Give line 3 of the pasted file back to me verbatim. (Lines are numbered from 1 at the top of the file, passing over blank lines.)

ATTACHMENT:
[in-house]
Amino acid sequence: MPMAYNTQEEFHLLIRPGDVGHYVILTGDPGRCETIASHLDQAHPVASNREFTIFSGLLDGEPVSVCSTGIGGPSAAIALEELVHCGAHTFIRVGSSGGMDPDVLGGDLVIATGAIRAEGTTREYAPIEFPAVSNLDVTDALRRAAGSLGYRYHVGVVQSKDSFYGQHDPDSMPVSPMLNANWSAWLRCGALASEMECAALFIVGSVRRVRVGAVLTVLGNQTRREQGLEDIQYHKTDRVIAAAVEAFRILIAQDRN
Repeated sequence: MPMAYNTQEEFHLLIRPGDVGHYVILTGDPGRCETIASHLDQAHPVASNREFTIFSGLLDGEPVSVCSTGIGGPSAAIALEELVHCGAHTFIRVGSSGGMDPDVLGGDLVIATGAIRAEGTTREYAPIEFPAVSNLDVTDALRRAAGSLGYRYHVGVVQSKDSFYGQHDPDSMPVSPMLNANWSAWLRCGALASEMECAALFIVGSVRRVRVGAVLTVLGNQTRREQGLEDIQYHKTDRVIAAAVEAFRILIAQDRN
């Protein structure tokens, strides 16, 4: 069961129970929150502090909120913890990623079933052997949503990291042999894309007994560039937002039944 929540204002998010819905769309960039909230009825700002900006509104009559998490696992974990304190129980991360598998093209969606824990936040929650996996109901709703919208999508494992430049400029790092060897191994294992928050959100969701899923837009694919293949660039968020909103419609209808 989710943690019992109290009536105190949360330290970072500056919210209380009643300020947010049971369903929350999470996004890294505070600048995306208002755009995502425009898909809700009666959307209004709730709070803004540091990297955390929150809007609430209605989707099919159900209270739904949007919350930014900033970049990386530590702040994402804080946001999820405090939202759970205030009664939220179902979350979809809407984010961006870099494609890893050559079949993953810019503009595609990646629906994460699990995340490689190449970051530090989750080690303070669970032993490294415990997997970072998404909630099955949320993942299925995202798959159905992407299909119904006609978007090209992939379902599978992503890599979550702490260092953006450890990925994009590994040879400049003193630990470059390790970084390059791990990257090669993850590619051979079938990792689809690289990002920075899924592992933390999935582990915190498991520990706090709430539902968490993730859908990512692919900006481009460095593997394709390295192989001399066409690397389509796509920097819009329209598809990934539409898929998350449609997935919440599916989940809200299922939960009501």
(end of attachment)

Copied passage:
Repeated sequence: MPMAYNTQEEFHLLIRPGDVGHYVILTGDPGRCETIASHLDQAHPVASNREFTIFSGLLDGEPVSVCSTGIGGPSAAIALEELVHCGAHTFIRVGSSGGMDPDVLGGDLVIATGAIRAEGTTREYAPIEFPAVSNLDVTDALRRAAGSLGYRYHVGVVQSKDSFYGQHDPDSMPVSPMLNANWSAWLRCGALASEMECAALFIVGSVRRVRVGAVLTVLGNQTRREQGLEDIQYHKTDRVIAAAVEAFRILIAQDRN